Here is another "why should we." Why should we judge Nimzovich's legacy by this one, or many other follies for that matter? Here I am going to ask for view, from other defense witnesses in the court, about eccentricity of Nimzo.

Anatole France (1844-1924), considered the ideal French man of letters in his day, put it this way, "I would sometimes prefer the folly of enthusiasm to the indifference of wisdom."

Another Frenchman says, "No one can be profoundly original who does not avoid eccentricity," Andre Maurois, French writer (1885-1967).

Actually, it is all about freedom. "I find only freedom in the realms of eccentricity," David Bowie.

An English adds more about it in his philosophical work On Liberty, John Stuart Mill (1806-1873),

“In this age, the mere example of non-conformity, the mere refusal to bend the knee to custom, is itself a service. Precisely because the tyranny of opinion is such as to make eccentricity a reproach, it is desirable, in order to break through that tyranny, that people should be eccentric. Eccentricity has always abounded when and where strength of character has abounded; and the amount of eccentricity in a society has generally been proportional to the amount of genius, mental vigor, and moral courage which it contained. That so few now dare to be eccentric, marks the chief danger of the time.” (also read what Mikhail Tal has to say about Nimzo's peculiarities below)

So, following Mill and others, I tend to see 2.d3 and 3.d4 as a sign of a genius, which does not fit in your plain wrong verdict. But again, who knows, perhaps both of us may be right - at the same time!

Or maybe Nimzo simply wanted to say "Chess folks, Don't be dogmatic!" The one who prescribes strategic laws shows us that we can, from time to time, stay free from the chains of doctrine (as Tarrasch has a reputation for) and be a little eccentric for good causes. Anything wrong with that?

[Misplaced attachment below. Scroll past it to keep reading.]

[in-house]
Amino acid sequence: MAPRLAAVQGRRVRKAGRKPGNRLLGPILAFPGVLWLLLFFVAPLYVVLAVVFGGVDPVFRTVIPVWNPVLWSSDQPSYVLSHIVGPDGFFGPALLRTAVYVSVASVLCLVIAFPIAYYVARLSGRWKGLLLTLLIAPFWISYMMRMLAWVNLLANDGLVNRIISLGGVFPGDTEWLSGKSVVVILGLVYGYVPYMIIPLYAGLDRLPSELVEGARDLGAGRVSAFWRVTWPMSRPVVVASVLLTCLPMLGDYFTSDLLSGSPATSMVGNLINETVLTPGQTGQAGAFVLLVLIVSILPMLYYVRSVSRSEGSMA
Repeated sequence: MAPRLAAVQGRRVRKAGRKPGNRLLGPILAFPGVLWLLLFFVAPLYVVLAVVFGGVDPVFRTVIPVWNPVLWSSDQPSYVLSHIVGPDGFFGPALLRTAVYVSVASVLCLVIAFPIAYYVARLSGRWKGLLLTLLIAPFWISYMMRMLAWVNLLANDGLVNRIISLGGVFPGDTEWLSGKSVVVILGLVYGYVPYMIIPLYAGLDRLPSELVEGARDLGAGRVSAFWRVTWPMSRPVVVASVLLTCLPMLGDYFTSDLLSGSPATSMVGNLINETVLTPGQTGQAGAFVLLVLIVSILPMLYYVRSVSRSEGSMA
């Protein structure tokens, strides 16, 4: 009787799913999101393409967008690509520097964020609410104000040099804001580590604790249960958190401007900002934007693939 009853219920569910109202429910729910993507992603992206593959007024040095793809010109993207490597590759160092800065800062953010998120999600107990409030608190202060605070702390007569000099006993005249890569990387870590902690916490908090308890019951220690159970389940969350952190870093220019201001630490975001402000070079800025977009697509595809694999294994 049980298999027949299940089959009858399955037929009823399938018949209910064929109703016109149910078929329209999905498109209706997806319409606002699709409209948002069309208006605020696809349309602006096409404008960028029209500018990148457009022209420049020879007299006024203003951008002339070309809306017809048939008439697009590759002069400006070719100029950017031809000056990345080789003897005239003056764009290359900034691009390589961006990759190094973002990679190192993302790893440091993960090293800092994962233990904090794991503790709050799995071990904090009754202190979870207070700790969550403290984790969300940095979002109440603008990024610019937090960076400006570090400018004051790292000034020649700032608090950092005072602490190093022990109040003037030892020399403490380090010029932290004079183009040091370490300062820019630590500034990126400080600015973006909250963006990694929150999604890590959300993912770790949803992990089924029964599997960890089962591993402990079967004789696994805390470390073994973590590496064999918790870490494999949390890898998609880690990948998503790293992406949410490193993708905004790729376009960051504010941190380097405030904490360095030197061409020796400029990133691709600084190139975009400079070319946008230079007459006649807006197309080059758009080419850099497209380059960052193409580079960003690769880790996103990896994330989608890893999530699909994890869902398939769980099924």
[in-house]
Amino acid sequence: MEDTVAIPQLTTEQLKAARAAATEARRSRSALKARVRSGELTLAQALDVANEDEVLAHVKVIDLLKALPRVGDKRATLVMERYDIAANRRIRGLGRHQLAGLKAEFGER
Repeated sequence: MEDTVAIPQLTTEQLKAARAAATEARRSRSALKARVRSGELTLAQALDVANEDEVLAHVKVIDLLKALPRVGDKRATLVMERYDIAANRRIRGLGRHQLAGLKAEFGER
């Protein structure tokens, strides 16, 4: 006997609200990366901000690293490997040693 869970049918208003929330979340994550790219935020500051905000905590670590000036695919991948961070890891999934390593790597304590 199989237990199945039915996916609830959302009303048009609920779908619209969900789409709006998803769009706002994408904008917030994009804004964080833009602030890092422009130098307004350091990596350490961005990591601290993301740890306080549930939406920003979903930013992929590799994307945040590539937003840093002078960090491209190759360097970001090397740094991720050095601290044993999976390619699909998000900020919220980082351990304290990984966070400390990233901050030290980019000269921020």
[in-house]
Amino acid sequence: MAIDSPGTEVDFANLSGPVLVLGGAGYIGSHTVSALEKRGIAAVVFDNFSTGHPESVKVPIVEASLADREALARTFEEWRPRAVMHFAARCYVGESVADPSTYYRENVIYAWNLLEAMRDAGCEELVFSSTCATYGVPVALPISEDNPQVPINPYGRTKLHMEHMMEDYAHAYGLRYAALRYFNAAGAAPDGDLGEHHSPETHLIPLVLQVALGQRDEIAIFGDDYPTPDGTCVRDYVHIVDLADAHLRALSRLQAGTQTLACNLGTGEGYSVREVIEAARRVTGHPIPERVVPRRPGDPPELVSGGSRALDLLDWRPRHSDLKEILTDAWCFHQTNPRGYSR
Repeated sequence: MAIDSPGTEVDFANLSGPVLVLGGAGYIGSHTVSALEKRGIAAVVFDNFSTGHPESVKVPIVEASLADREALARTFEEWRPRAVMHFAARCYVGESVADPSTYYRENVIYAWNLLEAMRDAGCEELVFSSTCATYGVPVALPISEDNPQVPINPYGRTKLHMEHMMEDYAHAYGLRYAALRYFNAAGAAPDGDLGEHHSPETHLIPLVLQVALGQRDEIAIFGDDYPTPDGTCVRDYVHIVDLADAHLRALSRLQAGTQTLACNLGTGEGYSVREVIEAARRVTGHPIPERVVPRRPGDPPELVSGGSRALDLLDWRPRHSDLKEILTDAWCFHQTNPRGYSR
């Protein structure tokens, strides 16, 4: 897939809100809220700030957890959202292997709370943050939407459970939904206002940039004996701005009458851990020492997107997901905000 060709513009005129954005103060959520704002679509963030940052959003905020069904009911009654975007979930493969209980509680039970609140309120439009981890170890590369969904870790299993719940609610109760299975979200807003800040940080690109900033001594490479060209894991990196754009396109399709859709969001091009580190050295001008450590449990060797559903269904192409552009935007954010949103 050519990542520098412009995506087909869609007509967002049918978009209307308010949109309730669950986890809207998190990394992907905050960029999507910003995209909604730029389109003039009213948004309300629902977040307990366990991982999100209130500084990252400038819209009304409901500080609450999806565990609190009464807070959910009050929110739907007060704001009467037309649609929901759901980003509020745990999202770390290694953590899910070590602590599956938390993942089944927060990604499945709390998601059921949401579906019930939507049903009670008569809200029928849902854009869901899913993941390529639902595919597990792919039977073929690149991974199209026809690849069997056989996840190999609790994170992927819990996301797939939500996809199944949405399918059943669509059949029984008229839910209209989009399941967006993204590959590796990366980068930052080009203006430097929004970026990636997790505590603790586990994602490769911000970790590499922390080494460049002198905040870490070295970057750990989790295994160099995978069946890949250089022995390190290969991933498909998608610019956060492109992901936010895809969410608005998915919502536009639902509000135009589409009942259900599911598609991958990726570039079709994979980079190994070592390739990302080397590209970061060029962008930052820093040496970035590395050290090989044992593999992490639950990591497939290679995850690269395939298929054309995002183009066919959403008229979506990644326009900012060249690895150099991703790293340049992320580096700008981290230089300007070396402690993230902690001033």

I call another witness to support Nimzo in this court case, the Former World #1, Mikhail Tal, to the stand,

The ideas that once seemed extravagant win recognition and become commonplace. Perhaps that is how every bright human individuality shows itself? Once, concepts such as centralization, prophylaxis, overprotection, blockade etc. were just recipes of the eccentric Nimzovich. But now they are commonplace, and they may even seem trivial. Back then, these ideas were just peculiarities of Nimzovich's chess individuality, but now, they are taught to students of chess. And there is nothing unusual in that, everything looks so simple. Revelations, illuminations, inspirations, discoveries that are typical only to the brightest and most gifted individuals are invaluable precisely because they increase the average level by becoming common knowledge. So the next genius can start from this new level.

Yes, eccentricity is an idea, something much bigger than a singular chess move played on the chessboard.


I am writing these lines on March 24, so Happy Birthday to you, Na Mnogaya Leta, GM Seirawan!


Yours faithfully in Caissa,

Momir Radovic
Atlanta, Georgia
@chesscontact on Twitter



Further reading:

Momir Radovic's open letter to GM Seirawan

Reply by GM Seirawan to the open letter

Ideas vs Praxis, Momir Radovic's reply to GM Seirawan's open reply, Part 1

Ideas reign supreme, Praxis is secondary, Momir Radovic's reply to GM Seirawan's open reply, Part 2